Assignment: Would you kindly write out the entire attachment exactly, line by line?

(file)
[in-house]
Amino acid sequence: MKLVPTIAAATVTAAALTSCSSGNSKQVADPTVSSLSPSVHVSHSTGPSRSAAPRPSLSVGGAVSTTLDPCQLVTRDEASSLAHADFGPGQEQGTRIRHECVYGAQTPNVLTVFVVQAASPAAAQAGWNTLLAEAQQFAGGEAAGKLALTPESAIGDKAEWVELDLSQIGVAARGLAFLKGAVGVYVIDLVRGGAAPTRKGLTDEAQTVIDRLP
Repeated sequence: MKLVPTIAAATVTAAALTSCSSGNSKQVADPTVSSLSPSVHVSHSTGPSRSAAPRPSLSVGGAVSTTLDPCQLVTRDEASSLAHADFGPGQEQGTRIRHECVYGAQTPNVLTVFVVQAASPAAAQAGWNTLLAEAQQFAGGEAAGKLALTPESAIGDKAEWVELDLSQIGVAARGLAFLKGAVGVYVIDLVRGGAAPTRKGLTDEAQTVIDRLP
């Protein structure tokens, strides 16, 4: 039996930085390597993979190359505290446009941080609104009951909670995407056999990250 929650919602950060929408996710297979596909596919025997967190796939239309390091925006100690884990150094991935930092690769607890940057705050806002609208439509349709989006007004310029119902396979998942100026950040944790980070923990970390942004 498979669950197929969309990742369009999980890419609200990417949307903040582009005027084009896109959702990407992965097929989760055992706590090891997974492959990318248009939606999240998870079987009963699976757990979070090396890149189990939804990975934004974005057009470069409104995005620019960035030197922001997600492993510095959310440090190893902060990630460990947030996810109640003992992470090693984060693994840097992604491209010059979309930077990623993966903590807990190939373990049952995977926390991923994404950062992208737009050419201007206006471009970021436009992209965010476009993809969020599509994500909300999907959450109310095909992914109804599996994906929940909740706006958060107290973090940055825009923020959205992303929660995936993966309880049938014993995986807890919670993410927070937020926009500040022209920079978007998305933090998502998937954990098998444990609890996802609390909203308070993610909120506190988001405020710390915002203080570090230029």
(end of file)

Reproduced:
[in-house]
Amino acid sequence: MKLVPTIAAATVTAAALTSCSSGNSKQVADPTVSSLSPSVHVSHSTGPSRSAAPRPSLSVGGAVSTTLDPCQLVTRDEASSLAHADFGPGQEQGTRIRHECVYGAQTPNVLTVFVVQAASPAAAQAGWNTLLAEAQQFAGGEAAGKLALTPESAIGDKAEWVELDLSQIGVAARGLAFLKGAVGVYVIDLVRGGAAPTRKGLTDEAQTVIDRLP
Repeated sequence: MKLVPTIAAATVTAAALTSCSSGNSKQVADPTVSSLSPSVHVSHSTGPSRSAAPRPSLSVGGAVSTTLDPCQLVTRDEASSLAHADFGPGQEQGTRIRHECVYGAQTPNVLTVFVVQAASPAAAQAGWNTLLAEAQQFAGGEAAGKLALTPESAIGDKAEWVELDLSQIGVAARGLAFLKGAVGVYVIDLVRGGAAPTRKGLTDEAQTVIDRLP
């Protein structure tokens, strides 16, 4: 039996930085390597993979190359505290446009941080609104009951909670995407056999990250 929650919602950060929408996710297979596909596919025997967190796939239309390091925006100690884990150094991935930092690769607890940057705050806002609208439509349709989006007004310029119902396979998942100026950040944790980070923990970390942004 498979669950197929969309990742369009999980890419609200990417949307903040582009005027084009896109959702990407992965097929989760055992706590090891997974492959990318248009939606999240998870079987009963699976757990979070090396890149189990939804990975934004974005057009470069409104995005620019960035030197922001997600492993510095959310440090190893902060990630460990947030996810109640003992992470090693984060693994840097992604491209010059979309930077990623993966903590807990190939373990049952995977926390991923994404950062992208737009050419201007206006471009970021436009992209965010476009993809969020599509994500909300999907959450109310095909992914109804599996994906929940909740706006958060107290973090940055825009923020959205992303929660995936993966309880049938014993995986807890919670993410927070937020926009500040022209920079978007998305933090998502998937954990098998444990609890996802609390909203308070993610909120506190988001405020710390915002203080570090230029």